An updated edition of the Australian Standard “Tree stock for landscape use” will be released publicly on 21 December 2018.
This publication represents over 18 months of negotiation and hard work by the Standards Australia EV018 committee, and input from numerous key stakeholders and industries.
Originally released in 2015, this revised edition incorporates data from a nursery levy funded project conducted by Western Sydney University in 2016/17 which sampled 23 wholesale nurseries capturing data on nearly 14,000 containerised trees including 159 tree varieties.
A key focus of the project was to quantify the influence of species and climatic region on root to shoot balance of nursery tree stock and enable an evaluation of the tree stock balance assessment criteria within the 2015 version of the standard, where it was noted that industry would undertake further R&D to clarify the importance of tree stock balance parameters. The project report findings indicated that “the specified range of Size Index in relation to container volume in AS 2303 did not adequately capture the natural variation across the large diversity of ‘ready for dispatch’ trees in Australian nurseries”.
In order to better depict the range and spread of values, a population graph was developed which plotted population percentiles against size index and container volume (L). In other words, at a glance one can quickly see how a tree compares against trees at the same container volume/size index. The graph has key population percentile bands at 5, 25, 75 and 95%, which indicate where an individual tree sits in comparison to the rest of the tree population. For example, a tree sitting above the 95th percentile is greater than 95% of the population of like trees.
Like the previous edition, the size index requirements are informative only, meaning that a tree does not have to meet a specific size index requirement for it to be compliant with the standard. The new appendix suggests that an optimum value for tree stock balance should be the 50th percentile, and that stock should fall within the preferred range of between the 25th and 75th percentile for a given container volume. It also notes that values between the 5th and 95th percentiles are acceptable with consideration and explanation. Size index values should not exceed those values outside of the 5th and 95th percentiles.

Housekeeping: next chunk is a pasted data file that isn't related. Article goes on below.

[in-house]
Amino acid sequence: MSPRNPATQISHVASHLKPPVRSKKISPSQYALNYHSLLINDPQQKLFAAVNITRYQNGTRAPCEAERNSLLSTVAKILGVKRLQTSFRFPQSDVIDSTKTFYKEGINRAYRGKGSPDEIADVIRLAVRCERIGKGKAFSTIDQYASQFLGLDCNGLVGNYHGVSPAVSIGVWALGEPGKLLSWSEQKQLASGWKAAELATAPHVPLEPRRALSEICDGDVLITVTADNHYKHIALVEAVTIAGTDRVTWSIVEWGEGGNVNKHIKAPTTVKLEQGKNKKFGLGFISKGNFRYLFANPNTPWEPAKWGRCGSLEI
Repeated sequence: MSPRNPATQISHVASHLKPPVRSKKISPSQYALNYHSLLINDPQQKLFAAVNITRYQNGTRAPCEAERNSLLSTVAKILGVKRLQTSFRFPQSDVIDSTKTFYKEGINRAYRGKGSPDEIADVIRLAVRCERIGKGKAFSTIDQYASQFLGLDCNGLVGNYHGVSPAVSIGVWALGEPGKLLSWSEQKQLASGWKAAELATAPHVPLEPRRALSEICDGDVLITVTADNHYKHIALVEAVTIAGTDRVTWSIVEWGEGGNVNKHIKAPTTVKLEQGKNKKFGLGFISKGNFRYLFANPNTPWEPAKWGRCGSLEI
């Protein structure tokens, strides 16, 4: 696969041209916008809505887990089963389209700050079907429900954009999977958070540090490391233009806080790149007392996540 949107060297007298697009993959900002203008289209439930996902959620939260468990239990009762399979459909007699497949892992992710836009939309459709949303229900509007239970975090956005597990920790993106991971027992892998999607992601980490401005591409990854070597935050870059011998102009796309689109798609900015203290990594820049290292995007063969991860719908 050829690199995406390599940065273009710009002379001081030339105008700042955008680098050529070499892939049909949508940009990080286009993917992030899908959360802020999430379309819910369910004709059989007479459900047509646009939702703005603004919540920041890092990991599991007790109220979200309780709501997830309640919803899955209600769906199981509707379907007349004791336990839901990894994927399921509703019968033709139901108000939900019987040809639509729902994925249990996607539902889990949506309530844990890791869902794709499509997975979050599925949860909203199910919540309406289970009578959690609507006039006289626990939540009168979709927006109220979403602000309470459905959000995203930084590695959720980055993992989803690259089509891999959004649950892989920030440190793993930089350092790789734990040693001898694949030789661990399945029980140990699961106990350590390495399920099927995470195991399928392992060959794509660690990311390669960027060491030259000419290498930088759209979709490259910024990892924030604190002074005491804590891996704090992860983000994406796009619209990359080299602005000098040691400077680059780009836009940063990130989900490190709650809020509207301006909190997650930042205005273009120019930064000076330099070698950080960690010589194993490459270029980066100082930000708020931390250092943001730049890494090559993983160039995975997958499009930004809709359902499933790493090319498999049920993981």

Industry representative on the EV018 committee, NGIA Program Manager Chris O’Connor, notes that “This new release represents a much more useable standard. It supports both purchaser and grower decision making by comparing their tree to a real-world population of trees grown in Australian nursery conditions. It is a great example of how applied R&D can be used to better the industry and I encourage the industry to get behind such endeavours.”
Chris recommends growers who are growing tree stock to purchase a copy of the standard to ensure that they become familiar with it and benefit from it.
“Many tree stock purchasers now require stock which conforms with AS2303.”
“The standard also demonstrates professionalism within industry and supports the concept of high quality tree stock which is needed to continue the advocacy for increased urban greenspace”.
Chris also cited that “The input of knowledge and experience from a wide range of industry tree stock growers was certainly invaluable in developing this amended standard and special mention must be made of fellow EV018 committee members and NGIA members Mr Tony Green from Andreasen’s Green and Mr Ross Clark from Trees Impact. Both gentlemen had significant input into the standard and their assistance is certainly valued and appreciated. Likewise Professor Mark Tjoelker and his team from Western Sydney University were invaluable not only through the research that they conducted but also through aiding the industry in seeing that research translated into a tangible outcome for industry in the guise of the standard”.
The updated tree standard will be available for purchase after 21 December 2018 through https://infostore.saiglobal.com/store/
For more information:
Nursery & Garden Industry Australia